Okay, I get it, y’all are probably tired as hell of me blabbing on about “LRO this” and “Diviner that”, but today I thought I should give an overview of just what the hell exactly these spacecraft/instruments are, and context for how they got to where they are today. No wait, don’t leave! I promise it’s really interesti—

…welp, alright, now that those people are gone, I guess it’s just you info freaks left—and I’m sure you wanna hear the rest of this tale! So, here goes:

It all started a long time ago, in a decade far, far away…

It was January, 2004. President George W. Bush was in the prime of his two-term tenure, nationalism was at an all-time high, and the botched invasion of Iraq in search of non-existent WMDs had yet to be fully unveiled for the fraud that it was. Sensing a potential downturn in public approval, and hot on the heels of the space shuttle Columbia disaster the year before, Bush announced a bold new plan to return to the Moon that would hopefully reinvigorate some of that Apollo-era space-race enthusiasm: the Vision for Space Exploration.

This was a proposal to return humans to the Moon by 2020, after retiring the Space Shuttle in 2010, and with an intended initial robotic exploration of the Moon from orbit by 2008. At some point in the future beyond the second decade of the new millennium, there would be an intention to send humans to Mars. Many people, including Buzz Aldrin himself, were skeptical of the need for such a return of humans to the Moon, and into deep space in general, given the success of robotic planetary exploration missions since the end of Apollo, and the immense investment that would be needed for a human-lifting rocket capable of rivalling the Saturn V.

Regardless of one’s feeling on crewed vs. uncrewed exploration (and yes, that’s the NASA/ESA-approved correct term, ya red-pilled dinguses), the Vision for Space Exploration was a boon for lunar research. Since Lunar Prospector deliberately de-orbited (the technical term for “went kaboom”) in 1999, NASA had no resources, robotic or otherwise, exploring our closest planetary companion. While it was claimed that Prospector and the previous Clementine spacecraft had achieved their goals by detecting water in the permanently shadowed regions of the Moon, the evidence was later deemed inconclusive, and there were still many unanswered questions about the Moon’s nature and origins.

Enter LRO: in 2006, the spacecraft completed its preliminary and critical design reviews, and it was slated to be the first step in the Bush administration’s lofty goals for human lunar settlement. On June 18, 2009, after many years of integration and testing, LRO made it to the launch pad, only 1 year behind schedule (not bad by NASA standards). In a flash of fire and smoke, the Atlas V rocket—with the comparatively tiny spacecraft and its companion, LCROSS, perched atop—roared to life and blasted off the Florida coast. Next stop: the Moon.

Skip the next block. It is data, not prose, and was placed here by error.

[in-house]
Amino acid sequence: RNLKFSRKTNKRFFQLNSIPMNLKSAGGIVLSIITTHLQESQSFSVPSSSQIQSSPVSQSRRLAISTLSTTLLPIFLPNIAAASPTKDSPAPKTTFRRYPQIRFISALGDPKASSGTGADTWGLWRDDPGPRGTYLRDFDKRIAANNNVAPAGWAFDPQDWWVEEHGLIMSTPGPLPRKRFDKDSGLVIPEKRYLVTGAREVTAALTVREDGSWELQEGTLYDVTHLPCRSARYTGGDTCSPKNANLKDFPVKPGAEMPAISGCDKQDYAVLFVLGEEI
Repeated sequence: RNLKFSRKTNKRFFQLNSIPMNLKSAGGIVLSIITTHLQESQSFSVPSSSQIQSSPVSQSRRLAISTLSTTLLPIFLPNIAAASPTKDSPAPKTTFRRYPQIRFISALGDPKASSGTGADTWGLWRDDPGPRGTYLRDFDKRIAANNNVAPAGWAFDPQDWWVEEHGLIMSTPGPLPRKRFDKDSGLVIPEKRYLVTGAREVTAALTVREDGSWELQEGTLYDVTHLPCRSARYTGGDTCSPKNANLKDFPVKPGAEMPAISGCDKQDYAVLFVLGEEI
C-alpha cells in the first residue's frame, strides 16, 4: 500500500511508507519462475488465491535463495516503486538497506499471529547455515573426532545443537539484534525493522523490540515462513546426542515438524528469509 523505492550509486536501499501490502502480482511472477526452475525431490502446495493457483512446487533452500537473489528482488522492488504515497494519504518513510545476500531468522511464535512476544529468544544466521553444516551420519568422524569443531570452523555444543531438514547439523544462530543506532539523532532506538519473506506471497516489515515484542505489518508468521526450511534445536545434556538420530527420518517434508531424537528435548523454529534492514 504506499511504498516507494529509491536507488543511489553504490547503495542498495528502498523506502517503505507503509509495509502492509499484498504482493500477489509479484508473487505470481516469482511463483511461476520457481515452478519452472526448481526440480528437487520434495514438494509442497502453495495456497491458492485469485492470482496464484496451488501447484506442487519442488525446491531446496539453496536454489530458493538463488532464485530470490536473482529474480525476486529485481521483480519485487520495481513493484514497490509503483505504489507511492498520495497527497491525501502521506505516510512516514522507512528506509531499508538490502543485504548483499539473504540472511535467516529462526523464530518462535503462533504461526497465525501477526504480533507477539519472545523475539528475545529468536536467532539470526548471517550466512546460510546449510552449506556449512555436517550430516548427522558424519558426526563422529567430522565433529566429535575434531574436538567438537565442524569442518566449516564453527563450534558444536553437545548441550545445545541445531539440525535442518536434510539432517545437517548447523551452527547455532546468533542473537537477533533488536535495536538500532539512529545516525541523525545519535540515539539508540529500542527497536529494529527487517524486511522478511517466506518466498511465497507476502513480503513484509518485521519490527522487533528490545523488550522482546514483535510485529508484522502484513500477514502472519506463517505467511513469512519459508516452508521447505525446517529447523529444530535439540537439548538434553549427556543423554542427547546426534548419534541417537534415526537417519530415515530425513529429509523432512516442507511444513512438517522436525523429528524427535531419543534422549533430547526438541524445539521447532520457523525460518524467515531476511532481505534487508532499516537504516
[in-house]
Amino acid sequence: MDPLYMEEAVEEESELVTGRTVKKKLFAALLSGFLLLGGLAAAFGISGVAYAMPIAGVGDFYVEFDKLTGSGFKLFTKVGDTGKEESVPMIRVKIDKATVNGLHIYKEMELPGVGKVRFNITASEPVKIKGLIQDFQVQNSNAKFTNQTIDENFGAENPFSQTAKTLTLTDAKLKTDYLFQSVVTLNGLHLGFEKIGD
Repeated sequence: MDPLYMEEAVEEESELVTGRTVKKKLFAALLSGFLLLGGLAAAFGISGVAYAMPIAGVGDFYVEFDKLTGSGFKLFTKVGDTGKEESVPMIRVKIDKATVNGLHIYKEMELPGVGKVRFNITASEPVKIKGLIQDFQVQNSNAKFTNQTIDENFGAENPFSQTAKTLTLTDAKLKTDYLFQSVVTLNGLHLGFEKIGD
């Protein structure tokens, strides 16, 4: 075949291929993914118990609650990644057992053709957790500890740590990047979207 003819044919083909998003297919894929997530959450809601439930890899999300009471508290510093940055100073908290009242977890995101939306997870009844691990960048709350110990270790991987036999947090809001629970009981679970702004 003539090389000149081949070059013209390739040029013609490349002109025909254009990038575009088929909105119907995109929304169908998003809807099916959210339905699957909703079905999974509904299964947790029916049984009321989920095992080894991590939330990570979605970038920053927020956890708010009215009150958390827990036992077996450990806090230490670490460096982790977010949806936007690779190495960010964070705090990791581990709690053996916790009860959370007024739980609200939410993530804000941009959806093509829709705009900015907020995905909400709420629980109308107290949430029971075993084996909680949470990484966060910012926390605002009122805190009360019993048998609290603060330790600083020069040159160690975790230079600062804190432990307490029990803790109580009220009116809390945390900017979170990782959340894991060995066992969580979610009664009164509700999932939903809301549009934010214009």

The twin spacecraft had a single primary goal: confirm the detection of water in the Moon’s permanently shadowed regions, by smashing an empty rocket upper stage into the dark depths of Cabeus crater near the south pole, and observing the resulting impact plume with their suite of instruments. In this, they were successful—but for LRO, the mission had just begun.

One of the key instruments in observing the LCROSS impact and detecting evidence of water in the resulting plume was Diviner (look, we finally got there!) Nearly an identical copy of the Mars Climate Sounder (MCS) instrument on the equally-uninspiringly-named Mars Reconnaissance Orbiter, Diviner is the brainchild of Principal Investigator David Paige, who, along with several other original team members, took to the task of modifying the original MCS design for the Moon.

Mars Climate Sounder has 9 channels like Diviner, but they span a different range of wavelengths. At Mars, MCS was primarily designed (as its name suggests) to probe the structure of the Martian atmosphere. Therefore, the 9 channels were chosen so as to span the expected range of temperatures in the atmosphere (15.4-27.1 $\mu$m), with specific bands chosen especially to sense the presence and quantity of water vapour in two spectral bandpasses (41.7 and 42.1 $\mu$m). Additionally, the detectors had to be miniaturized compared to previous thermal infrared instruments on interplanetary spacecraft, which were traditionally quite bulky from utilizing an interferometer for high-spectral-resolution measurements. MCS would need to scan the limb of Mars as well as pivot to obtain nadir observations using a two-axis azimuth-elevation mount, meaning the whole assembly had to fit on a platform capable of pointing rather quickly. Thus, the MCS team utilized small thermopile detectors with micro-mesh filters over them, a solution that had been used on other thermal camera systems before, but never an interplanetary spacecraft. Finally, the 9 channels were divided between two telescopes (A and B) comprising the MCS focal plane, giving MCS its characteristic WALL-E-esque look:

Image of the foil-covered Mars Climate Sounder mission, a suspicious lookalike to Diviner...